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mattk

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The Boys of Endless Summer Bring the 2017 Boardwalk Concert Series...

All things must pass, as the late George Harrison famously sang. Bittersweetly, this now applies to the 2017 Boardwalk Summer Concert Series at the Music Pier. It will also, one day, apply to the Beach Boys’ annual summer pilgrimage to Ocean City. While the current lineup misses a trio of Wilson brothers, plus others, who helped create earlier musical magic, they remain an outfit worth appreciating while they get around. The 2017 edition of this trek, was billed as the Wild Honey Tour, after their 1967 R&B/soul album, celebrating its 50th anniversary in December. Wild Honey was released months after plans to release an ambitious double-album follow-up to their classic Pet Sounds, called Smile, were scrapped. It was an album that saw producer/leader/co-founder Brian Wilson ceding control, beset by personal problems. Wild Honey was well regarded critically, and displayed more of the band’s range, but was their lowest-selling album to date. Perhaps due to its lack of hits, only one song from it, “Darlin”, which Mike Love cited as a personal favorite when speaking to OCNJ Daily, was performed Tuesday night...

Beach Boy Mike Love Speaks to OCNJ Daily on Family Business,...

With a fifty-plus year career, earning him Rock & Roll Hall of Fame induction in 1988, Mike Love has led a charmed life. Conversely, there’s been enough personal travails, coupled with family tragedy and acrimony, along the way to make a mini-series. That dichotomy, has made the famously outspoken Beach Boy co-founder/singer/bandleader Love, a lightning rod for controversy over the past several decades. Love will visit the Ocean City Music Pier stage, with his 2017 incarnation of The Beach Boys, on August 21st and 22nd, for two shows each night. In a wide-ranging conversation with OCNJ Daily beforehand, done while Love was in Indiana, in the midst of another Endless Summer spent touring America, and the world, singing songs about sun, fun, cars and girls, the surprisingly soft-voiced Love is warm and engaging...

Ocean City Fans Get The Led Out on the Music Pier...

The two best cover bands in America are L.A.’s Black Sabbitch, and Philadelphia’s Get the Led Out, for disparate reasons. The former for injecting young, estrogen-infused, Sunset Strip energy to sludgy, gloomy British hard-rock. The latter for their meticulously detailed, hard-working approach, in replicating one of rock’s most celebrated catalogs...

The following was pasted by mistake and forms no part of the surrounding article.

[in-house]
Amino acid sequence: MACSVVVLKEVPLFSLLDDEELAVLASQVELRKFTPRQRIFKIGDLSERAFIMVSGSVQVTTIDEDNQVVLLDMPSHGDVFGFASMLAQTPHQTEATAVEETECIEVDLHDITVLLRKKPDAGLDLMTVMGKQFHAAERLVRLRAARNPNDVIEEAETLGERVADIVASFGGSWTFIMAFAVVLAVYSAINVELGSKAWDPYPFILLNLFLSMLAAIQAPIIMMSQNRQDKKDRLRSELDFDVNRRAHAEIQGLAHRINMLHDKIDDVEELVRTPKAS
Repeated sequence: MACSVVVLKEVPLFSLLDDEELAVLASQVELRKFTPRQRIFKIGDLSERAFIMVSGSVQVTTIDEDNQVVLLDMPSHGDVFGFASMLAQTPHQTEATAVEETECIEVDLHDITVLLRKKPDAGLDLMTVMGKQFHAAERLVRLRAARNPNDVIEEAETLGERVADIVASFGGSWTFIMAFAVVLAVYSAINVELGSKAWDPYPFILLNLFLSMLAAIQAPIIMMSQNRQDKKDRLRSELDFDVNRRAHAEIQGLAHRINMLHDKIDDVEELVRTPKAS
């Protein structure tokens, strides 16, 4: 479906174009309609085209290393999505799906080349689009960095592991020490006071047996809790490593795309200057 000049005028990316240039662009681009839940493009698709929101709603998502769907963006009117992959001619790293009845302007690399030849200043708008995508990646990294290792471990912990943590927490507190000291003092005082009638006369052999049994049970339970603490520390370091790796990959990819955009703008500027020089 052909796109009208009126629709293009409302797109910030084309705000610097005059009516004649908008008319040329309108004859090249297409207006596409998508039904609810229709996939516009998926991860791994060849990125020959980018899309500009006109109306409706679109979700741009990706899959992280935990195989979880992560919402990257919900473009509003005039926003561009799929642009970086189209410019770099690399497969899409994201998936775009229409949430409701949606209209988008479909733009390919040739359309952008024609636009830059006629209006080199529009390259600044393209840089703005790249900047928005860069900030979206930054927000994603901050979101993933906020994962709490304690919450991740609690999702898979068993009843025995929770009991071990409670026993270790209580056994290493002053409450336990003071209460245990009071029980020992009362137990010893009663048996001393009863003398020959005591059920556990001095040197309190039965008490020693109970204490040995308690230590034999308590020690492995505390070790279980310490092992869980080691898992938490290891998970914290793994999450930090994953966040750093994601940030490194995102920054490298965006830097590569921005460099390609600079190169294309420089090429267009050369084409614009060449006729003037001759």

Still Looking For Love, Fifty Summers Later, at the Shore

By Matt Koelling The fiftieth anniversary of the Summer of Love has been a recurring theme in 2017. Particularly in San Francisco, but also in celebrations, festivals, print publications, and online think-pieces, from across the country, all over the world. The original “Summer of Love” was predated by the Human Be-In at Golden Gate Park, in January 1967. It began in earnest in June, near the weekend of the Monterrey Pop Festival, and release of Sergeant Pepper’s Lonely Hearts’ Club Band...

Joan Osborne and Shawn Colvin Keep All Bases Covered at the...

Twenty years ago, Joan Osborne and Shawn Colvin were main-stage acts on North America’s first female-only music festival, founded by Sarah McLachlan. The resulting “Lilith Fair” was successful enough in Summer ’97 to warrant an encore in Summer ‘98, again featuring Osborne and Colvin. With their recent show at the Music Pier still fresh, it’s too early to guess if they’ll be back in Ocean City next summer. But if so, much of this week's crowd would welcome their return...

Rock Legend Graham Nash Teaches Ocean City A Few Tricks In...

Graham Nash is rock and roll royalty. He’s one of only 21 musicians inducted into the Rock & Roll Hall of Fame twice. He was a fixture in the famed Laurel Canyon counterculture nexus of late sixties Los Angeles, plus a presence around the overlapping San Francisco scene. His “supergroup” Crosby, Stills & Nash, performed their first official gig at Woodstock. Nash was Joni Mitchell’s live-in lover during her Blue period. In 2010, the same year his original band The Hollies were inducted into the Rock Hall, he was appointed an Officer of the British Empire for his musical and charitable services...

The Hooters Try To Make Time Stand Still In A Marathon...

It’s hard to fathom that Philadelphia’s The Hooters have been together for 37 years. All with essentially the same core group that opened Live Aid in 1985, at a long since demolished stadium in South Philly called JFK. Granted, they lost a few bass players, before settling into a groove with Fran Smith in 1987. Sure, they bolstered their current sound, with a younger guitar maestro in Tommy Williams, at the dawn of this decade. But fundamentally, the band visiting the Ocean City Music Pier, for two sold-out shows in Summer 2017, were the same stellar lineup of multi-instrumentalists long-time fans had first seen play...

Southside Johnny and The Asbury Jukes Let Loose at the Music...

The term “bar band” is often used as a pejorative. When referencing the Jersey shore bar band scene, that birthed Bruce Springsteen’s E Street Band and Southside Johnny’s Asbury Jukes, it means something different. It signifies a seasoned unit, raised over countless nights onstage, taking cracks at classic soul, doo-wop, blues and early rock and roll records. Bands with decades of experience, learning how to give the people what they want. Bands that took their lumps in front of demanding, well-lubricated crowds, seeking that Jersey Shore sound in the early seventies. Audiences that were quick to let them know, when they weren’t getting it...